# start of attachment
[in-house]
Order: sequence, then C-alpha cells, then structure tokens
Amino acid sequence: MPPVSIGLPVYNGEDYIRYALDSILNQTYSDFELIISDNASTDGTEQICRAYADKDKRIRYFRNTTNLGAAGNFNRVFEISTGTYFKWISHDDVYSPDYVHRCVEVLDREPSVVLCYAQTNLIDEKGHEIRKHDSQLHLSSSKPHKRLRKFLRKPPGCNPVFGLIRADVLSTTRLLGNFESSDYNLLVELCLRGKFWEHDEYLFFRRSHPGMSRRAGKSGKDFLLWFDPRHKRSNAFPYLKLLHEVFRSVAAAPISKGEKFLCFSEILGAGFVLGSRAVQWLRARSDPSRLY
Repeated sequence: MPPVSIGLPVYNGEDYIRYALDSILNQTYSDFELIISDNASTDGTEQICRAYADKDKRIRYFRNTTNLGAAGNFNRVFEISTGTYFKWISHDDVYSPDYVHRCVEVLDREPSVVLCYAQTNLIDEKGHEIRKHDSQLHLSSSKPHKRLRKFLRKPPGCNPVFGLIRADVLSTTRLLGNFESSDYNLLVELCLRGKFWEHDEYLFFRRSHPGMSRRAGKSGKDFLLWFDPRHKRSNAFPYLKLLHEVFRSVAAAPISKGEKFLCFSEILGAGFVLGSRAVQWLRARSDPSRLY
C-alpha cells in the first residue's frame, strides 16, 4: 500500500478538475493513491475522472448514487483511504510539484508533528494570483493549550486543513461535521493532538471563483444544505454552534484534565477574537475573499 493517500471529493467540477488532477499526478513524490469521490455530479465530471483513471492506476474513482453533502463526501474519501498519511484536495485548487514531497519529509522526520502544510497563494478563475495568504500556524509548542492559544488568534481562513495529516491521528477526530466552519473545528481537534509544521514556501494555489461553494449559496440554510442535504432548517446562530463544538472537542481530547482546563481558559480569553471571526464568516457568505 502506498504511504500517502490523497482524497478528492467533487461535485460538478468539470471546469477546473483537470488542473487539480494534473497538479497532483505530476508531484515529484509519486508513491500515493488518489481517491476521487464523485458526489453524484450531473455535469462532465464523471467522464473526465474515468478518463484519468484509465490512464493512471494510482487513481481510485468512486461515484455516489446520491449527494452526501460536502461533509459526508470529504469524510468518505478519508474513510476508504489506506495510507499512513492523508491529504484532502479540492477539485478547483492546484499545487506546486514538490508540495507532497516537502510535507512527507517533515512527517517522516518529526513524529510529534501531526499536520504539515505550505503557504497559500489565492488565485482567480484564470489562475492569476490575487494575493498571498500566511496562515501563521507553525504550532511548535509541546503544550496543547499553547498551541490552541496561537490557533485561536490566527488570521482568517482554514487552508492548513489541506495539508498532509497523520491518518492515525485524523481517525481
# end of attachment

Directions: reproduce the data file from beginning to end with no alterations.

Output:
[in-house]
Order: sequence, then C-alpha cells, then structure tokens
Amino acid sequence: MPPVSIGLPVYNGEDYIRYALDSILNQTYSDFELIISDNASTDGTEQICRAYADKDKRIRYFRNTTNLGAAGNFNRVFEISTGTYFKWISHDDVYSPDYVHRCVEVLDREPSVVLCYAQTNLIDEKGHEIRKHDSQLHLSSSKPHKRLRKFLRKPPGCNPVFGLIRADVLSTTRLLGNFESSDYNLLVELCLRGKFWEHDEYLFFRRSHPGMSRRAGKSGKDFLLWFDPRHKRSNAFPYLKLLHEVFRSVAAAPISKGEKFLCFSEILGAGFVLGSRAVQWLRARSDPSRLY
Repeated sequence: MPPVSIGLPVYNGEDYIRYALDSILNQTYSDFELIISDNASTDGTEQICRAYADKDKRIRYFRNTTNLGAAGNFNRVFEISTGTYFKWISHDDVYSPDYVHRCVEVLDREPSVVLCYAQTNLIDEKGHEIRKHDSQLHLSSSKPHKRLRKFLRKPPGCNPVFGLIRADVLSTTRLLGNFESSDYNLLVELCLRGKFWEHDEYLFFRRSHPGMSRRAGKSGKDFLLWFDPRHKRSNAFPYLKLLHEVFRSVAAAPISKGEKFLCFSEILGAGFVLGSRAVQWLRARSDPSRLY
C-alpha cells in the first residue's frame, strides 16, 4: 500500500478538475493513491475522472448514487483511504510539484508533528494570483493549550486543513461535521493532538471563483444544505454552534484534565477574537475573499 493517500471529493467540477488532477499526478513524490469521490455530479465530471483513471492506476474513482453533502463526501474519501498519511484536495485548487514531497519529509522526520502544510497563494478563475495568504500556524509548542492559544488568534481562513495529516491521528477526530466552519473545528481537534509544521514556501494555489461553494449559496440554510442535504432548517446562530463544538472537542481530547482546563481558559480569553471571526464568516457568505 502506498504511504500517502490523497482524497478528492467533487461535485460538478468539470471546469477546473483537470488542473487539480494534473497538479497532483505530476508531484515529484509519486508513491500515493488518489481517491476521487464523485458526489453524484450531473455535469462532465464523471467522464473526465474515468478518463484519468484509465490512464493512471494510482487513481481510485468512486461515484455516489446520491449527494452526501460536502461533509459526508470529504469524510468518505478519508474513510476508504489506506495510507499512513492523508491529504484532502479540492477539485478547483492546484499545487506546486514538490508540495507532497516537502510535507512527507517533515512527517517522516518529526513524529510529534501531526499536520504539515505550505503557504497559500489565492488565485482567480484564470489562475492569476490575487494575493498571498500566511496562515501563521507553525504550532511548535509541546503544550496543547499553547498551541490552541496561537490557533485561536490566527488570521482568517482554514487552508492548513489541506495539508498532509497523520491518518492515525485524523481517525481